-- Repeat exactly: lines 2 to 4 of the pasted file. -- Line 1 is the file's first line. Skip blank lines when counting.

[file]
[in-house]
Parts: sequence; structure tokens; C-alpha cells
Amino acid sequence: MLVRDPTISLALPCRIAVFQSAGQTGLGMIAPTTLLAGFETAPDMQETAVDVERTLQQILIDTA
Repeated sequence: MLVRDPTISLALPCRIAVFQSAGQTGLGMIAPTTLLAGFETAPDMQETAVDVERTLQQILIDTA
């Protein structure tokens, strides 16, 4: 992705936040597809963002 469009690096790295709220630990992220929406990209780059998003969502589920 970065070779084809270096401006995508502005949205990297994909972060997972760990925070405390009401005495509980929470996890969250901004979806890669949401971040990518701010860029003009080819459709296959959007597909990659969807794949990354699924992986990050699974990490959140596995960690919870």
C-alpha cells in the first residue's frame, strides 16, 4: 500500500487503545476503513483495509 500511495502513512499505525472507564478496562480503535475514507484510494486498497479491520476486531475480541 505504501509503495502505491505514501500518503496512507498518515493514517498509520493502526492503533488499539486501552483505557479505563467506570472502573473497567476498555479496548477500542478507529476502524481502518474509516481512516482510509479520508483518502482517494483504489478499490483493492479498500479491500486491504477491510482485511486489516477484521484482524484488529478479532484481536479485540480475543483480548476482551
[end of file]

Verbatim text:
Parts: sequence; structure tokens; C-alpha cells
Amino acid sequence: MLVRDPTISLALPCRIAVFQSAGQTGLGMIAPTTLLAGFETAPDMQETAVDVERTLQQILIDTA
Repeated sequence: MLVRDPTISLALPCRIAVFQSAGQTGLGMIAPTTLLAGFETAPDMQETAVDVERTLQQILIDTA